Beginning in 2018, plans that provide coverage that exceeds a threshold will owe an excise tax that is frequently referred to as the “Cadillac tax.” The threshold generally will be $10,200 for single benefits and $27,500 for benefits provided to an employee, retiree, or member of a bargaining unit and dependents. The tax is 40% of the value of coverage provided over that threshold level.
The IRS is beginning the process of writing regulations that will provide details on how this tax will operate. On February 23, 2015, the IRS issued Notice 2015–16, which provides some information on the types of benefits that will count toward the tax. It has requested input on how best to value some of these benefits. It also said in the Notice that as part of the process it plans to finally provide guidance on how Consolidated Omnibus Budget Reconciliation Act (COBRA) premiums should be calculated.
The types of coverage likely to be included in the taxation process include:
- Employer or employee contributions to health flexible spending accounts;
- Employer or pre-tax employee contributions to Archer medical savings accounts;
- Employer or pre-tax employee contributions to health savings accounts;
- Plans maintained for civilian employees by the federal, state, or local governments;
- On-site medical clinics (except for clinics that provide only de minimis medical care, such as first aid, immunizations, nonprescription pain killers, or work injuries to current employees without charge);
- Retiree coverage;
- Multiemployer plan coverage;
- Executive physical programs;
- Health reimbursement arrangements; and
- Specified disease or fixed indemnity coverage if the cost of coverage is excluded or deducted from taxes.
Likely not to be included are:
- Other forms of excepted benefit coverage such as accident or disability income insurance, workers’ compensation, auto-medical payment coverage, or liability coverage;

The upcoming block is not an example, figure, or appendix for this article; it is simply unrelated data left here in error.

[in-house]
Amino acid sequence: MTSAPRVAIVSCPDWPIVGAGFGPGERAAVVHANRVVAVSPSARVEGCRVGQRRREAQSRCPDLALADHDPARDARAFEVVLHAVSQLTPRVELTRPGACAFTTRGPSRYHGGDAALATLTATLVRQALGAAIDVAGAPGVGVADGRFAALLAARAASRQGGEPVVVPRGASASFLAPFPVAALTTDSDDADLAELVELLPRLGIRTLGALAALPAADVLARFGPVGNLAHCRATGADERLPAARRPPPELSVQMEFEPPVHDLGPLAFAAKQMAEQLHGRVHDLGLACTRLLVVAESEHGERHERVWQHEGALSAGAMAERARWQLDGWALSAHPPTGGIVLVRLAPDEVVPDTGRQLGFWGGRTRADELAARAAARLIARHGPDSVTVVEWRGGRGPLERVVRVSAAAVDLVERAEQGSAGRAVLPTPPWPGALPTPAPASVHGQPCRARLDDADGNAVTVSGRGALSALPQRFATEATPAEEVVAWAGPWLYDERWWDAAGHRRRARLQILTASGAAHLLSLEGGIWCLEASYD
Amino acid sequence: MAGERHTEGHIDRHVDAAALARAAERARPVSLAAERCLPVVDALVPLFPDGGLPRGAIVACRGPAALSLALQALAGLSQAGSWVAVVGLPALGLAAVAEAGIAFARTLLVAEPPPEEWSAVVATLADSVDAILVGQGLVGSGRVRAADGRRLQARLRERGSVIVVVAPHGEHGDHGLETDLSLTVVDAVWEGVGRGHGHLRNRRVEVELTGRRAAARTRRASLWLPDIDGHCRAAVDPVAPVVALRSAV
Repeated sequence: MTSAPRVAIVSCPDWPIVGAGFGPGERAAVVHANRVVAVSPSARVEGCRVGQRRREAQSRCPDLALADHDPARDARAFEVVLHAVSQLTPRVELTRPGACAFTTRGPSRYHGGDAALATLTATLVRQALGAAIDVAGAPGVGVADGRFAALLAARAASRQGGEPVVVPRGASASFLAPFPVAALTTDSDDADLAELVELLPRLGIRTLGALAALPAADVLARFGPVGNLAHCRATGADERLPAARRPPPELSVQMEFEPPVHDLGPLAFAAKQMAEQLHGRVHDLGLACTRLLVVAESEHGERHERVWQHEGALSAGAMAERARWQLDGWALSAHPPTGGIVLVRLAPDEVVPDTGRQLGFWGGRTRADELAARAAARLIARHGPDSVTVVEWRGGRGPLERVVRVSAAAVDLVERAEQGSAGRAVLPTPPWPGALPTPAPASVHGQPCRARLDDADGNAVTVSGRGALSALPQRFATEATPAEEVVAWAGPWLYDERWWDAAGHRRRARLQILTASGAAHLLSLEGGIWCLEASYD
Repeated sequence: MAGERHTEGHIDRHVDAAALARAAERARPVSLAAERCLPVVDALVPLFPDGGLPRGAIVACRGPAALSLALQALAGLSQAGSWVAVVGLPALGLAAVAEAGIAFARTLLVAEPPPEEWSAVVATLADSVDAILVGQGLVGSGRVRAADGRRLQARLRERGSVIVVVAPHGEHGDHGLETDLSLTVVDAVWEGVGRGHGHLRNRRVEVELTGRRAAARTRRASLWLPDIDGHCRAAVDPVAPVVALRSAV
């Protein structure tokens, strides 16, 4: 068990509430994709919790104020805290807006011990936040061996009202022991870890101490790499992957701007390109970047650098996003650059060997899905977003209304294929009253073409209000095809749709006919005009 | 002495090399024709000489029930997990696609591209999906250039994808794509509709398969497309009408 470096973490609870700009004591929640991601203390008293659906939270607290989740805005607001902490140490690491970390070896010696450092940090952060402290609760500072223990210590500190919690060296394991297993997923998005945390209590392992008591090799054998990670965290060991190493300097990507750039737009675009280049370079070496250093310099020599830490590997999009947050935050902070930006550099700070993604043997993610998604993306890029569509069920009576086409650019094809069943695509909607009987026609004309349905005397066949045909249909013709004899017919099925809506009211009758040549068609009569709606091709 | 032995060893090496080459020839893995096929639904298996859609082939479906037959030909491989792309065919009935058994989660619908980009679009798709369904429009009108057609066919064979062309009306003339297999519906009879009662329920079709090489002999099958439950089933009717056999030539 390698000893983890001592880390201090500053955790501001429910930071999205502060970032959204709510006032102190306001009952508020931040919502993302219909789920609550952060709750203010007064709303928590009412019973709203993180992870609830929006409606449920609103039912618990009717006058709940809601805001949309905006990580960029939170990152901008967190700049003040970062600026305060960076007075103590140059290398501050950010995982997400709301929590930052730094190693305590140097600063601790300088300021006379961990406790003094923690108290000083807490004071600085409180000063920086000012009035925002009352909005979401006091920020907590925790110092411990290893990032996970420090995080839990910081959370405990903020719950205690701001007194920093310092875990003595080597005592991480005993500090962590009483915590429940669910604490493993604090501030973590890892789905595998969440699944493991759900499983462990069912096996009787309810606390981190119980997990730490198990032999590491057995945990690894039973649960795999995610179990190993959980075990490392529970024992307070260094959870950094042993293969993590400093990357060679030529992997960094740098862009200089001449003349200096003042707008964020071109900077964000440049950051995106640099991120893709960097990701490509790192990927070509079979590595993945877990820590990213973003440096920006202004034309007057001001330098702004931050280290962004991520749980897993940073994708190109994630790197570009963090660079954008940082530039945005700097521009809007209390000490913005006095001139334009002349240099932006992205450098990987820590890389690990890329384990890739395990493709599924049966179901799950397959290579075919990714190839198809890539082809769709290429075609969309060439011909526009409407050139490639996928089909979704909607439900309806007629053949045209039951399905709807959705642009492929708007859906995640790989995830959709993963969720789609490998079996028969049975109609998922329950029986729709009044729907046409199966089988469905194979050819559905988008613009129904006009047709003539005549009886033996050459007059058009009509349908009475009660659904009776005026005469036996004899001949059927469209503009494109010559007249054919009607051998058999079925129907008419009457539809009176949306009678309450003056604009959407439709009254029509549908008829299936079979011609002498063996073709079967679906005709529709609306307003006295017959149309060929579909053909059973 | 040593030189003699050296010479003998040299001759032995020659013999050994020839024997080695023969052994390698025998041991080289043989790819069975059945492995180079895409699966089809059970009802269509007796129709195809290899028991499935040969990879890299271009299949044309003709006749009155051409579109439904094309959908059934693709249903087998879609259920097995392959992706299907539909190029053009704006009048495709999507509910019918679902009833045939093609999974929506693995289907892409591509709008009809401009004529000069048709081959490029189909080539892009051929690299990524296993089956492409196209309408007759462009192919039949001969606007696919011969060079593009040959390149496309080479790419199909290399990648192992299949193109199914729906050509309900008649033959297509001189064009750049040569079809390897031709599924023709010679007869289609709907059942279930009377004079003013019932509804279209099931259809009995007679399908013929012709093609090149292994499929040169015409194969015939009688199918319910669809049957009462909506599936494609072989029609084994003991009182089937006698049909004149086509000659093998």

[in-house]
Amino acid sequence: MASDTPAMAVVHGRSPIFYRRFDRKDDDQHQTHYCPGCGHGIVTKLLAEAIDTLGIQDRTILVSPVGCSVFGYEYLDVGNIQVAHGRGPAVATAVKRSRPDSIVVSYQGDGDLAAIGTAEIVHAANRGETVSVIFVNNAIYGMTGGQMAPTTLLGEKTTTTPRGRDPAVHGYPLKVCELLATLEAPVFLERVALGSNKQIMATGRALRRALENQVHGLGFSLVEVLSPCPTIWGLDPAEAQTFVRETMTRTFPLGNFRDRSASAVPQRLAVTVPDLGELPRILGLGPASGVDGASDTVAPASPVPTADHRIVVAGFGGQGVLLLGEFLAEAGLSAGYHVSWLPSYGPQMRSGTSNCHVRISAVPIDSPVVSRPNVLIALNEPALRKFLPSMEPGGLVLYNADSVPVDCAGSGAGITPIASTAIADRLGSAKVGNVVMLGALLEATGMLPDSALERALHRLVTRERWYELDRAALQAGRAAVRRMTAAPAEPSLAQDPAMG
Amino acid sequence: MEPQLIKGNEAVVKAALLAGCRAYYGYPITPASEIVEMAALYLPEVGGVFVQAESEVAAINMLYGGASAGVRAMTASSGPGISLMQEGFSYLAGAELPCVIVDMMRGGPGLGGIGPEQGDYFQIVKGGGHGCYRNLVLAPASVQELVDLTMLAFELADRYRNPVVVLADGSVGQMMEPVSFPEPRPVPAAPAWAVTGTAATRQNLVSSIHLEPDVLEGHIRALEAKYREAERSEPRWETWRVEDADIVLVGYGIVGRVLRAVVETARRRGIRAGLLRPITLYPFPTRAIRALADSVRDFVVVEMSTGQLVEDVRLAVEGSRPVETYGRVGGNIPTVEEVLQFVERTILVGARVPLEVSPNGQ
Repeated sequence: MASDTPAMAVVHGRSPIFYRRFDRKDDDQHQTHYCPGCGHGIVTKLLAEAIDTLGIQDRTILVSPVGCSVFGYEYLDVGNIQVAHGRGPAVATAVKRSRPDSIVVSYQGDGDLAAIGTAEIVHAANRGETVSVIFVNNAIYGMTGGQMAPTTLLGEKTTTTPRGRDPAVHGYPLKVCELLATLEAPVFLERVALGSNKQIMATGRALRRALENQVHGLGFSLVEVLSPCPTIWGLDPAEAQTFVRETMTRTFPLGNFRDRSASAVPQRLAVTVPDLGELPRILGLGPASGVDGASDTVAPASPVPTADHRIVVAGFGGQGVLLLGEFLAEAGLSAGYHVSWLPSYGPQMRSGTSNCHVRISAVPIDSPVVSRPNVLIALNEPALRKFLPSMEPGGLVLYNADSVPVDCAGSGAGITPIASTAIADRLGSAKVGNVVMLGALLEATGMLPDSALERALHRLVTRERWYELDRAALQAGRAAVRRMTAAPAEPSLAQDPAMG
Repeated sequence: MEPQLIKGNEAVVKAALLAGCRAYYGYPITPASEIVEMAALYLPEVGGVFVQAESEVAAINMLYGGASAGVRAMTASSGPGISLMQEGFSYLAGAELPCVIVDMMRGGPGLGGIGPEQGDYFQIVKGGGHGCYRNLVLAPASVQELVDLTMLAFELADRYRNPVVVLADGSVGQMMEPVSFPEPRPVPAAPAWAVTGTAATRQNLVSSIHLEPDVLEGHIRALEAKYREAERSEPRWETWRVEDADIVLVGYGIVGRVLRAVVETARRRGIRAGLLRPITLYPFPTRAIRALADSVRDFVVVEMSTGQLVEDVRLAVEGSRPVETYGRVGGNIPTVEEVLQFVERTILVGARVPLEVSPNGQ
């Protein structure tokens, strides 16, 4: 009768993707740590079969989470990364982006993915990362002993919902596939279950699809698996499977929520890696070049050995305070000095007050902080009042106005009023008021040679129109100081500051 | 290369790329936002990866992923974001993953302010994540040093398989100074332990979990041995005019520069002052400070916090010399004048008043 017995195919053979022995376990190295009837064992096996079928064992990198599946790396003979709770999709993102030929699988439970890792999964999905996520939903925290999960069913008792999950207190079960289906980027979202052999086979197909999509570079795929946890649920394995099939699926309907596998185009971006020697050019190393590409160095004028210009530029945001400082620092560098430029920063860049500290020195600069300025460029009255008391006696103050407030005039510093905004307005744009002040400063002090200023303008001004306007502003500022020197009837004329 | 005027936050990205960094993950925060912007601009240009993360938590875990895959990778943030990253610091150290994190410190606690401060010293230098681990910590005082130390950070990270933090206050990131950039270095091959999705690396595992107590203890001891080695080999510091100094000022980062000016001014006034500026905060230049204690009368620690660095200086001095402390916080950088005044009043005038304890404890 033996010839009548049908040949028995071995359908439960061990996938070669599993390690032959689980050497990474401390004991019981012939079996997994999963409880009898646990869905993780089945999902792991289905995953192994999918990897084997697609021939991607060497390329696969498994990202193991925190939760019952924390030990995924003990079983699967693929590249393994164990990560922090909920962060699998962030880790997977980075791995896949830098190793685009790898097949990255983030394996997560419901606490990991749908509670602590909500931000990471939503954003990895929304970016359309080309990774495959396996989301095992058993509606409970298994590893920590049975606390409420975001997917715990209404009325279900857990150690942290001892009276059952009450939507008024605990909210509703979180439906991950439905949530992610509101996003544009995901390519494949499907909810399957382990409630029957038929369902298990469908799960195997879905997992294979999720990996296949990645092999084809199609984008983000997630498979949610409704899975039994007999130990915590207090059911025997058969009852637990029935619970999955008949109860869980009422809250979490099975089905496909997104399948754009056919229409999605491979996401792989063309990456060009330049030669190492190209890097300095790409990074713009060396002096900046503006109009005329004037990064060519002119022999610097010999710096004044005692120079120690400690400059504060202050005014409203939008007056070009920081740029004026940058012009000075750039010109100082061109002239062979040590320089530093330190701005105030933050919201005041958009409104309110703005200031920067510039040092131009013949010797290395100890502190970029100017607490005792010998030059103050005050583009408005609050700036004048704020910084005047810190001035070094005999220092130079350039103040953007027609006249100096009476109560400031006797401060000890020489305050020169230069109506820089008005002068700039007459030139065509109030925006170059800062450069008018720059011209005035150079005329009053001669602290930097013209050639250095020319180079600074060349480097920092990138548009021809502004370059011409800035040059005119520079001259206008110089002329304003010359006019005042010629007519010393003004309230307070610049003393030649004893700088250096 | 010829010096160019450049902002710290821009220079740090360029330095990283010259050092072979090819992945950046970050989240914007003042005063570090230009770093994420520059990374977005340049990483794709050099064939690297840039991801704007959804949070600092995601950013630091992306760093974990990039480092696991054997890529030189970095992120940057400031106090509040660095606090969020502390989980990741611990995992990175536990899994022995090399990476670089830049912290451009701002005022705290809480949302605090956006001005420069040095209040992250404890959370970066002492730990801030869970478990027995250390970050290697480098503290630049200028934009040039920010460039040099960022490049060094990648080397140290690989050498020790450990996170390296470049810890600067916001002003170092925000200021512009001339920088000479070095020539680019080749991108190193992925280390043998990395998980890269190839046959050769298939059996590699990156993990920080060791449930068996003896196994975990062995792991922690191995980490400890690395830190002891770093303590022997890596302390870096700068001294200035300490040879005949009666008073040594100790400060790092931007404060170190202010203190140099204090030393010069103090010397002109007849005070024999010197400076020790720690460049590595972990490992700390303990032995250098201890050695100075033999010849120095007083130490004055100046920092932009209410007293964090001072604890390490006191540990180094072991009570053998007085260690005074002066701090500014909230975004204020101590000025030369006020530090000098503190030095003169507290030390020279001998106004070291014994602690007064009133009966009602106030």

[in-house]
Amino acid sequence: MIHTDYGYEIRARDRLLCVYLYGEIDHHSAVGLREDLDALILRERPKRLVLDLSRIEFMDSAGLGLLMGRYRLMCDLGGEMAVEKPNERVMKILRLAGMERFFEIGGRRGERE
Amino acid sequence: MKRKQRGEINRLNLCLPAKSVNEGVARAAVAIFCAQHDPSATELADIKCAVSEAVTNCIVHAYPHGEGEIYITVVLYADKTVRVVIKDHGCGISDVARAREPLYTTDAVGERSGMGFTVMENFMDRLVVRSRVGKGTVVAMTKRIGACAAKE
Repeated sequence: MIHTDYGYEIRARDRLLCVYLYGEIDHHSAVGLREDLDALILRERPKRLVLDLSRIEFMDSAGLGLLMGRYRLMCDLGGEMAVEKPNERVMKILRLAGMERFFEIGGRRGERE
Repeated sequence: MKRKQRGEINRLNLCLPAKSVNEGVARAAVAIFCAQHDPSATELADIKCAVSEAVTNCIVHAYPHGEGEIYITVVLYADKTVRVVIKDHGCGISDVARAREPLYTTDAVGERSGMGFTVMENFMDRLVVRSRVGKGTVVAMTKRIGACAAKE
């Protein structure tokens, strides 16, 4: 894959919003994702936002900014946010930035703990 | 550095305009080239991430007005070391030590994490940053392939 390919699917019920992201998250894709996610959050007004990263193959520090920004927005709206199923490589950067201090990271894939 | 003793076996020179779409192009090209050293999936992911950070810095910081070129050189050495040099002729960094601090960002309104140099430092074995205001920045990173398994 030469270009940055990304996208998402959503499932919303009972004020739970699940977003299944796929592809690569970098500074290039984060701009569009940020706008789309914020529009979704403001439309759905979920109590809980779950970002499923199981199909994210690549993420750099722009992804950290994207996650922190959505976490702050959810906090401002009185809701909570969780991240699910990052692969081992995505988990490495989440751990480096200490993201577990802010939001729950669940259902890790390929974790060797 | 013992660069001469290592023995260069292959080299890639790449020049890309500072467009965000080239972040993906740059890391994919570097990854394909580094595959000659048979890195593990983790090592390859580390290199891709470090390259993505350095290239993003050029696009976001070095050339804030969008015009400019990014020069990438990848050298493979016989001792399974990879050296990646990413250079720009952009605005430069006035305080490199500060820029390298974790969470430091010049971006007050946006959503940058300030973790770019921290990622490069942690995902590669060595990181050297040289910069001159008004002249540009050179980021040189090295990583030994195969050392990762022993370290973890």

- Long-term care insurance;
- Dental and vision insurance covered by a separate policy (including both insured and self-insured coverage);
- Specified disease or indemnity insurance when payment is taxable;
- Employee after-tax contributions to Archer MSAs and to HSAs; and
- Employee assistance programs that provided limited medical benefits.
The IRS notes that valuing an HRA can be difficult. It is considering valuing HRAs based either on the amount made newly available to an employee under an HRA each year, or on the total amount spent through HRAs each year by employees divided by the number of covered employees.
Comments are due by May 15, 2015. The IRS also said it expects to request comments on other aspects of the tax. This deliberate approach means that it is not likely that proposed, much less final, regulations will be released in the near future.
For the answers to the top 5 questions about the Cadillac Tax, read our recent blog.
For more information about Cadillac Tax inclusions and exclusions, cost of coverage calculations, changes in coverage and more, download UBA’s PPACA Advisor: Highlights of the Excise Tax on High-Cost Plans (the “Cadillac Tax”).